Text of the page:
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It’s Been Said Before …

December 16, 2009

I just got my Yale University Press Religion catalog.

Every book in the “Religious Thought” section is oriented around Christianity. Every book in the “History of Religion” section is oriented around Christianity. Almost everything else is about Christianity too.

It’s been said before, but I’ll say it again: apparently “religion”apparently  just means “Christianity.” When the particular passes for the universal, there is usually a form of privilege being reproduced. I guess we’re not that far from the discourse that opposes true religion (Christianity) to idolatry (everything else).

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10 Comments leave one →
  1. December 16, 2009 2:55 pm

    I think bringing this up might be worthwhile when theologians or Christian scholars of religion talk about how the academy is biased against them.

    …but…

    Who cares if lots of people are interested in writing about Christianity rather than some other religion? And why does this mean that “religion = Christianity” in the eyes of Yale UP or anyone else? Why doesn’t it simply mean that a lot of religion scholars are more interested in Christianity than in other religions?

    Seriously… if this is bothersome to you, write a book about another religion and encourage others to do the same. You act as if a topic’s popularity is an indictment in itself.

  2. missivesfrommarx permalink*
    December 16, 2009 3:36 pm

    Who cares? I care.

    I care that some form of normalization is going on. Just like I care that almost all mainstream television shows are primarily populated by white actors. That’s not innocent—it reflects and reinforces the idea that white is normal, and thereby helps to prop up white privilege.

  3. missivesfrommarx permalink*
    December 16, 2009 3:37 pm

    In addition, there are a number of brilliant scholars out there writing books about traditions other than Christianity. Why isn’t Yale publishing any of them?

  4. December 16, 2009 6:54 pm

    In addition, there are a number of brilliant scholars out there writing books about traditions other than Christianity. Why isn’t Yale publishing any of them?

    Oh, give me a break.

    Princeton UP’s religion titles tend to be weighted towards stuff that’s tied to ethics or politcs… University of New Mexico Press’s religion titles are mostly of regional interest… The MIT Press doesn’t even offer a religion title list, although Islamic studies is a sub-topic under their Humanities section.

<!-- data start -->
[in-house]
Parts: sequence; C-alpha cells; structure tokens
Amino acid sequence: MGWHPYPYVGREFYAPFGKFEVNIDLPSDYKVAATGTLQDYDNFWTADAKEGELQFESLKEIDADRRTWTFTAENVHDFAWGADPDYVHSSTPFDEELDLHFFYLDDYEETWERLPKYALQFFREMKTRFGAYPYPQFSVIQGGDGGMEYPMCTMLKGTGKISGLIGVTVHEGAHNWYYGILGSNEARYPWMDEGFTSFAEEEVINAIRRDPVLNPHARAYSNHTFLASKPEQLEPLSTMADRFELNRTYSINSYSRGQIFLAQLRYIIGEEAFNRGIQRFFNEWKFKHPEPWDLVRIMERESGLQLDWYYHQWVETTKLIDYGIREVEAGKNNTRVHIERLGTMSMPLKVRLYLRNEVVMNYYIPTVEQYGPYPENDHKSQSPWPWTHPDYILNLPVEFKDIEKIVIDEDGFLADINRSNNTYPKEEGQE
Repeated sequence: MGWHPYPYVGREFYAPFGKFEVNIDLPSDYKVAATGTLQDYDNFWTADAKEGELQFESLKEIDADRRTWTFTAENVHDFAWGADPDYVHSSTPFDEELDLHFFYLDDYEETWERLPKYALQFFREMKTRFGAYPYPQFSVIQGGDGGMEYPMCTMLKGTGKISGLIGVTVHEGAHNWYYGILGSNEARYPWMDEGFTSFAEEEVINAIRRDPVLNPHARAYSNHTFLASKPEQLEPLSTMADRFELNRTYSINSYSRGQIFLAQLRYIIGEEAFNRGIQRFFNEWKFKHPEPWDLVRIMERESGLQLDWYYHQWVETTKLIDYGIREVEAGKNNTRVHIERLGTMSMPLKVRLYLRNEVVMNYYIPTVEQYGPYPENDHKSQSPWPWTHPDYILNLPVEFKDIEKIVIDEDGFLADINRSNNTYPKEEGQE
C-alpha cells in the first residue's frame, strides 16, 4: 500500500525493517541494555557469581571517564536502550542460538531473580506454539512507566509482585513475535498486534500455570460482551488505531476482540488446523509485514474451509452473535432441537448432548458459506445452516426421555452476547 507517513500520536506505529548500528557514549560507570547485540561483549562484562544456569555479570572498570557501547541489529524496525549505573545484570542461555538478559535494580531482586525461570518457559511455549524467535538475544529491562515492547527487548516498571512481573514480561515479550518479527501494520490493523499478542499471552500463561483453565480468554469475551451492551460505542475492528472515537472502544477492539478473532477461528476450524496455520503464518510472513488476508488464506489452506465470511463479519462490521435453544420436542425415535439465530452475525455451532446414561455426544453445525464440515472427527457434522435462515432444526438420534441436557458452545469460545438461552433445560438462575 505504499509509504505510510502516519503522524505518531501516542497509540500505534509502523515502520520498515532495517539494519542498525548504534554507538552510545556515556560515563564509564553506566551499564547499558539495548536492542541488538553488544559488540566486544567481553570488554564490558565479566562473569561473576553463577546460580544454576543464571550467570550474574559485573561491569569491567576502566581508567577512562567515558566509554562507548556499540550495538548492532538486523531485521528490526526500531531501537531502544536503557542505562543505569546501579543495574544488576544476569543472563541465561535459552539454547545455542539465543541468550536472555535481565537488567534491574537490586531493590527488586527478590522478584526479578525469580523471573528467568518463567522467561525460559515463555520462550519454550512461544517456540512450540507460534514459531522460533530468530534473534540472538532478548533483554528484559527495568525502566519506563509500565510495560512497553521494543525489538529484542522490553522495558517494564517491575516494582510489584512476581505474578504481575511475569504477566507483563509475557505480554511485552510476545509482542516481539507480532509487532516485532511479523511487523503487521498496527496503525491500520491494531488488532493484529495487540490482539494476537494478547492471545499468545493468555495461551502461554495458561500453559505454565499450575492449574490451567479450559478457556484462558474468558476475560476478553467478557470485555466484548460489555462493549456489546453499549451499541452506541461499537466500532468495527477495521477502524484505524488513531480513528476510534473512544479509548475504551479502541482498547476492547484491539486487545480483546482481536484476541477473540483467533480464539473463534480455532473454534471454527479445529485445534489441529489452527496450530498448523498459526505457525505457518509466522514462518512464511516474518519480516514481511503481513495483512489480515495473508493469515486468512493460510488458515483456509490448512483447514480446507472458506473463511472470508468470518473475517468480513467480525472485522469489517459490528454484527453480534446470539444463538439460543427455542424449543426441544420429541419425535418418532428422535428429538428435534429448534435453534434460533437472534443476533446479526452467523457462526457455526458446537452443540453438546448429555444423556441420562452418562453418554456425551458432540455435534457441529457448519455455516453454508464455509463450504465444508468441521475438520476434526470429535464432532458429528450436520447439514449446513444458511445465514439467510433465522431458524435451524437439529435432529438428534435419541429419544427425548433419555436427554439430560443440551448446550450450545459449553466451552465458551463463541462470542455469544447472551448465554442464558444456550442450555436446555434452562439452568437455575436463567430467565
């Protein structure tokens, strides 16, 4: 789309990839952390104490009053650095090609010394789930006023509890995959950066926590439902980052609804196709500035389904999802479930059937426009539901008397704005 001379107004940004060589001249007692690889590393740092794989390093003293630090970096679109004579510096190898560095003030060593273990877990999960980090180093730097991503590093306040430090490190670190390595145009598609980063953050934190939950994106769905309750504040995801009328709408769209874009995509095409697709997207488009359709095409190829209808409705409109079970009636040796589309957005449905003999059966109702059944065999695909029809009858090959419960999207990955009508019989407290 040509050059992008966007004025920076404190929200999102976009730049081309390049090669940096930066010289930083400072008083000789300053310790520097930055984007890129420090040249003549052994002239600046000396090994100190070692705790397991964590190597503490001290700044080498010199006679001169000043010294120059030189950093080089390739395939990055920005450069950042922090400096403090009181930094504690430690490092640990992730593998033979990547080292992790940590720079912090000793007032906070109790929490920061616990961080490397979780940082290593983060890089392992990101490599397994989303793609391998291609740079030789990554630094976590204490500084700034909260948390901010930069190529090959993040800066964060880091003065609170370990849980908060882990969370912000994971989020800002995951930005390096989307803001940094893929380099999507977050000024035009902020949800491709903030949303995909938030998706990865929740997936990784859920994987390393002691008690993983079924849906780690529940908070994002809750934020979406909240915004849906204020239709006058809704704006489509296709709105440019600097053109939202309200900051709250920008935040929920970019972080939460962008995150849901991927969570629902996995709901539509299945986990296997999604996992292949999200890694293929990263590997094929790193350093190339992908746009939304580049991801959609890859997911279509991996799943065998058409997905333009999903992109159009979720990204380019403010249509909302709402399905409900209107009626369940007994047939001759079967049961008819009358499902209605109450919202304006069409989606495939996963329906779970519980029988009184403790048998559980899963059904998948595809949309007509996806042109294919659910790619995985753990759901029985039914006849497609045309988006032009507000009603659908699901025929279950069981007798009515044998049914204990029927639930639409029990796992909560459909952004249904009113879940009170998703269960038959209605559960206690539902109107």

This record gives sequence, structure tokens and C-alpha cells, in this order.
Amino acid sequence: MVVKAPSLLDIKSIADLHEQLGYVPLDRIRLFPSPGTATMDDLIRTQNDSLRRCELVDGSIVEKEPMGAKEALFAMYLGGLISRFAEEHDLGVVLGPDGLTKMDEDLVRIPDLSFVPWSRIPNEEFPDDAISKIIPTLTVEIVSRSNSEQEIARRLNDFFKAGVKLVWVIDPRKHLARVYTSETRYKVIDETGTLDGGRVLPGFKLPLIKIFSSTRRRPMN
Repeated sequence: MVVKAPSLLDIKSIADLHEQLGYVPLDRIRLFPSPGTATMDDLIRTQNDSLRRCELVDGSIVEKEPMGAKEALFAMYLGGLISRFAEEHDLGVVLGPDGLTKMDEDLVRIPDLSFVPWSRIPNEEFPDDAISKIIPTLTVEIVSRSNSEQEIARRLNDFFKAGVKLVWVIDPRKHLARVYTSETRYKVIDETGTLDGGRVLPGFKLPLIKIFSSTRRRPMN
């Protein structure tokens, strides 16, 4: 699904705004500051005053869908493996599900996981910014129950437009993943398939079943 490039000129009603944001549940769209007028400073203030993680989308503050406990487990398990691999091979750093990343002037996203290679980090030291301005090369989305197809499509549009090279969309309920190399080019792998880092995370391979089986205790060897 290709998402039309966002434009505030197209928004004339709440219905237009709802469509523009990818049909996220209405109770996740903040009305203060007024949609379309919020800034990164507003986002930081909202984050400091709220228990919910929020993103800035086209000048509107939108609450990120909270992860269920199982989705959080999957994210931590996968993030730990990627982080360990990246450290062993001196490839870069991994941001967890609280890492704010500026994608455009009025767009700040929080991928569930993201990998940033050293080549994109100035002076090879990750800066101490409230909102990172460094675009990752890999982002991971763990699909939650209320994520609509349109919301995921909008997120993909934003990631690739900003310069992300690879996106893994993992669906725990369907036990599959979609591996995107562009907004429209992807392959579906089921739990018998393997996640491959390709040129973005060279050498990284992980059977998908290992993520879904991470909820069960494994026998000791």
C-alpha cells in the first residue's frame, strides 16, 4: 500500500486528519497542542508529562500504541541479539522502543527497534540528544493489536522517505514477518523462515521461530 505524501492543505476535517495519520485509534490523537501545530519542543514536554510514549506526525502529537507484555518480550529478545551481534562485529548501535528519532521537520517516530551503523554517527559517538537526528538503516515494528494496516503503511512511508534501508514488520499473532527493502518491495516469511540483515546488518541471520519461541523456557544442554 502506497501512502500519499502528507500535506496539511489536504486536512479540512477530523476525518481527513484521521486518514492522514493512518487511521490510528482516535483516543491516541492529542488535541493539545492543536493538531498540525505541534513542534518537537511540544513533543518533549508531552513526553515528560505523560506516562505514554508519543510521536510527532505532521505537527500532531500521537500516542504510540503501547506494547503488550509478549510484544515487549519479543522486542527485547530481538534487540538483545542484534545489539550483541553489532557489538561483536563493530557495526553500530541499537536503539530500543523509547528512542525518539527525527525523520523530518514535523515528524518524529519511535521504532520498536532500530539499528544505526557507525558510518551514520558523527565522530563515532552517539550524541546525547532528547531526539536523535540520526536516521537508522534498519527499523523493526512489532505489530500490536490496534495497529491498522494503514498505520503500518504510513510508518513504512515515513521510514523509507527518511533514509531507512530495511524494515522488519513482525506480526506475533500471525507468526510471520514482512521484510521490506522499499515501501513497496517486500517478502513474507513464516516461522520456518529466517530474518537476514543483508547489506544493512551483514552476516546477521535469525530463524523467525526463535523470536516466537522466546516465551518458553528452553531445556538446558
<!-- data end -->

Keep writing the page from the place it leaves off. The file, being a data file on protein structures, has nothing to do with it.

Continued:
Any particular publisher’s portfolio says precious little about privilege or normalization. Different presses are known for different specializations… they have their rolodex of certain specialist reviewers, their longstanding relationships with certain editors or book series, etc.

    Yale probably isn’t publishing all of these brilliant religion scholars you speak of because other presses are.

  5. Jonathan permalink
    December 16, 2009 7:58 pm

    This is like when people call all brands of tissues Kleenex. So wrong.

  6. December 17, 2009 10:44 pm

    I agree that this form of religious (Christian) normalization from academic presses is especially harmful because it not only clearly displays the centrism that exists but reinforces its existence.

  7. December 18, 2009 12:17 am

    This is part of an old European tradition that carries on very strongly today – religion is a code for Christianity. But it also indicates how strongly the definition of religion relies on a Christian framework.

  8. sophia permalink
    December 18, 2009 9:38 am

    I am sure a similar catalogue from an Iranian university would centre itself on Islamic thought…

    A catalogue of religious books in Chinese would also probably not centre so strongly on Christianity either.

    You do realise that America does not rule the world right?

  9. December 19, 2009 8:33 pm

    “You do realize that America does not rule the world right?”

    One could hope (that it indeed does not), I suppose. :)

  10. designprof permalink
    December 20, 2009 8:22 pm

    I find the lack of diverse offerings from scholarly publishers a problem when I try to include more than one perspective in my courses. Art history is another area where there is a dominant offering in western, christian and male artists. I think the point is that if a top university press should be more diverse in its offerings. I have also worked for a scholarly publisher and this does not suprise me.

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